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We present a multiresolution construction for efficiently computing, compressing and applying large powers of operators that have high powers with low numerical rank. This allows the fast computation of functions of the operator, notably the associated Green’s function, in compressed form, and their fast application. Classes of operators satisfying these conditions include diffusionlike operators, in any dimension, on manifolds, graphs, and in nonhomogeneous media. In this case our construction can be viewed as a farreaching generalization of Fast Multipole Methods, achieved through a different point of view, and of the nonstandard wavelet representation of CalderónZygmund and pseudodifferential operators, achieved through a different multiresolution analysis adapted to the operator. We show how the dyadic powers of an operator can be used to induce a multiresolution analysis, as in classical LittlewoodPaley and wavelet theory, and we show how to construct, with fast and stable algorithms, scaling function and wavelet bases associated to this multiresolution analysis, and the corresponding downsampling operators, and use them to compress the corresponding powers of the operator. This allows to extend multiscale signal processing to general spaces (such as manifolds and graphs) in a very natural way, with corresponding fast algorithms.
BoomerAMG: a Parallel Algebraic Multigrid Solver and Preconditioner
 Applied Numerical Mathematics
, 2000
"... Driven by the need to solve linear sytems arising from problems posed on extremely large, unstructured grids, there has been a recent resurgence of interest in algebraic multigrid (AMG). AMG is attractive in that it holds out the possibility of multigridlike performance on unstructured grids. The sh ..."
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Cited by 69 (3 self)
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Driven by the need to solve linear sytems arising from problems posed on extremely large, unstructured grids, there has been a recent resurgence of interest in algebraic multigrid (AMG). AMG is attractive in that it holds out the possibility of multigridlike performance on unstructured grids. The sheer size of many modern physics and simulation problems has led to the development of massively parallel computers, and has sparked much research into developing algorithms for them. Parallelizing AMG is a difficult task, however. While much of the AMG method parallelizes readily, the process of coarsegrid selection, in particular, is fundamentally sequential in nature. We have previously introduced a parallel algorithm [7] for the selection of coarsegrid points, based on modifications of certain parallel independent set algorithms and the application of heuristics designed to insure the quality of the coarse grids, and shown results from a prototype serial version of the algorithm. In this pa...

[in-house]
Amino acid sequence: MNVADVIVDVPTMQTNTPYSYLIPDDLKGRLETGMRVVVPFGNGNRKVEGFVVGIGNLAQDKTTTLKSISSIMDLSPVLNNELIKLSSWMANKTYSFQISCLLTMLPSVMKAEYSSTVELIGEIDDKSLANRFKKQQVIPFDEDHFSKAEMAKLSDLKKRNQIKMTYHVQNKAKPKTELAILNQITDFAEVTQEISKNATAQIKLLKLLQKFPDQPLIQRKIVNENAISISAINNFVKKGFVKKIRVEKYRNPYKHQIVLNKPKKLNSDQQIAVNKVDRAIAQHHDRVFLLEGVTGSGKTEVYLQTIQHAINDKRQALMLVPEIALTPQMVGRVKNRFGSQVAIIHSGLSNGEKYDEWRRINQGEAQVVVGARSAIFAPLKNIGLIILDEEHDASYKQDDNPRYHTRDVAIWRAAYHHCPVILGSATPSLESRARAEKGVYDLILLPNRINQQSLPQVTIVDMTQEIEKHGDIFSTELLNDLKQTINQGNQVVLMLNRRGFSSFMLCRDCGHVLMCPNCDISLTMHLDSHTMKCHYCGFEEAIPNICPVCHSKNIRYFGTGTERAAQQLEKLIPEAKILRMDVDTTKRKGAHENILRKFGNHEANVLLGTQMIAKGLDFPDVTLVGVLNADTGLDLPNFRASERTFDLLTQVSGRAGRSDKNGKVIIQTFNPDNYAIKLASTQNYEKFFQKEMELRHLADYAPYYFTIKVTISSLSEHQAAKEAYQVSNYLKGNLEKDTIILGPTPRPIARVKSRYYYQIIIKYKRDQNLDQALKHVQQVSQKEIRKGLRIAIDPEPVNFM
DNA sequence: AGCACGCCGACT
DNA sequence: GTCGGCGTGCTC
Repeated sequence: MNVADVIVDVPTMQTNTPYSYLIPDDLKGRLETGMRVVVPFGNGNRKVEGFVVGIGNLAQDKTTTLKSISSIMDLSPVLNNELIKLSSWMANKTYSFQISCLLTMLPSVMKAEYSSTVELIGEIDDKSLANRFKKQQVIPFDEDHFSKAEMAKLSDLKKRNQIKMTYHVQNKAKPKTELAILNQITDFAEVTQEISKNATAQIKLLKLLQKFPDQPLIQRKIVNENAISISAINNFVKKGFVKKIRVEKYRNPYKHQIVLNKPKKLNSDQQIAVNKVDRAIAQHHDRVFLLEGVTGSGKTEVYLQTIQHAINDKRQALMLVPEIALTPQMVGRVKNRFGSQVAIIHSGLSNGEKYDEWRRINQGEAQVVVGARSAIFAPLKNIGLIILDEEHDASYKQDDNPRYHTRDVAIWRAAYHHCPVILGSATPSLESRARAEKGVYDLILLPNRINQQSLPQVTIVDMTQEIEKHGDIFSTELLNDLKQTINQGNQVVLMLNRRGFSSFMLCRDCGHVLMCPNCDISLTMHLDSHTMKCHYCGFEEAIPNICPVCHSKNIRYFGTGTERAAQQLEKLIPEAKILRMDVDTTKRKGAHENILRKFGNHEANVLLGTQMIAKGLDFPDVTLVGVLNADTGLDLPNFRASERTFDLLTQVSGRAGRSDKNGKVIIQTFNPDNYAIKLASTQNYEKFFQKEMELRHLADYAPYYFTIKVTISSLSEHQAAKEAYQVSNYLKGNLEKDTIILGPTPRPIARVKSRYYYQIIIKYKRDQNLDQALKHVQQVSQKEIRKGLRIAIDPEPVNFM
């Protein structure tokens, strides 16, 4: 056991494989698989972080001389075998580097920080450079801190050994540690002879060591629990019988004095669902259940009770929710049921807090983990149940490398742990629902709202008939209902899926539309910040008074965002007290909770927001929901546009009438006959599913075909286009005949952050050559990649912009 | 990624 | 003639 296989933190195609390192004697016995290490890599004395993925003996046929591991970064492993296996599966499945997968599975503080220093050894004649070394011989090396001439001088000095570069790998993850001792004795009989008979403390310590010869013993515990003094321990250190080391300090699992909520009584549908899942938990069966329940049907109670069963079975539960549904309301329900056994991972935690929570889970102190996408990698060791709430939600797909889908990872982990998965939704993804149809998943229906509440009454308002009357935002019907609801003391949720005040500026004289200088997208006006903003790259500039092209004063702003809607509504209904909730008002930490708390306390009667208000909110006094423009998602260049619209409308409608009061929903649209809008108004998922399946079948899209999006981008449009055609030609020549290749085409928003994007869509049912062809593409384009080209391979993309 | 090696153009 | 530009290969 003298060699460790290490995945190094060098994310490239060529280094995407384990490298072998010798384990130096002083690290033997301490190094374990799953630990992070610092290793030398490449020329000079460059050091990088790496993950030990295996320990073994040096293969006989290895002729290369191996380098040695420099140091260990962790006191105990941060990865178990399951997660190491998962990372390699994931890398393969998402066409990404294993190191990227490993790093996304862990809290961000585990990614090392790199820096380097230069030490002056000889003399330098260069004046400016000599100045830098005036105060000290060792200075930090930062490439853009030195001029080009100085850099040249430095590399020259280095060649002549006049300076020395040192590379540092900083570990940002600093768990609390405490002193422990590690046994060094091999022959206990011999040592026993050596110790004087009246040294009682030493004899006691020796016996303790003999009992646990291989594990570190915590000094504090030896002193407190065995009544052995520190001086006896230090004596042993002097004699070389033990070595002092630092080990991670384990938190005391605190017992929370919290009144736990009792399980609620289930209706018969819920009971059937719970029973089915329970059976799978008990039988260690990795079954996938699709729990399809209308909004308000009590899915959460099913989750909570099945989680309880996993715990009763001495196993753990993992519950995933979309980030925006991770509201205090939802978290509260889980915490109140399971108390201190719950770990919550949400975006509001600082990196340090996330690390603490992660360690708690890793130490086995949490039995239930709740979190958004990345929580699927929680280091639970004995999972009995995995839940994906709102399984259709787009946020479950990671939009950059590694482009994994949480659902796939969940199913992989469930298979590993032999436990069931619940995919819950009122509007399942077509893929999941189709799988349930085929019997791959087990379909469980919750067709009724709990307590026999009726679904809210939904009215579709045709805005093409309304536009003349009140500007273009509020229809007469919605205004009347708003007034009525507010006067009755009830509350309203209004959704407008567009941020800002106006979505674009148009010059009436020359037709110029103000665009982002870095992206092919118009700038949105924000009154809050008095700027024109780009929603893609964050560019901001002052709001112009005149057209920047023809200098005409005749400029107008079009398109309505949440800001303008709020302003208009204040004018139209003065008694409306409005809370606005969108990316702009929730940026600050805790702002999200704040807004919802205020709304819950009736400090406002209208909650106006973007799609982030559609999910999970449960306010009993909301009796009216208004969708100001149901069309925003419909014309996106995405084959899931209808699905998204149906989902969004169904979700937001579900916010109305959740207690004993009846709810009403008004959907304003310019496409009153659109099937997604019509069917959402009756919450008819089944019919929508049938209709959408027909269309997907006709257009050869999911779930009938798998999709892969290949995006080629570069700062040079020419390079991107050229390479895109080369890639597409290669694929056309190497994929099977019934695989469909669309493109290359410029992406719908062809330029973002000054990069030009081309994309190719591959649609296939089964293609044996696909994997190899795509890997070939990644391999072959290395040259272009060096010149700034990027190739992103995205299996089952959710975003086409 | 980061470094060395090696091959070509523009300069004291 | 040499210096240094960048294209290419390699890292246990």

ACE: A Fast Multiscale Eigenvector Computation for Drawing Huge Graphs
, 2002
"... We present an extremely fast graph drawing algorithm for very large graphs, which we term ACE (for Algebraic multigrid Computation of Eigenvectors). ACE finds an optimal drawing by minimizing a quadratic energy function due to Hall, using a novel algebraic multigrid technique. The algorithm exhibits ..."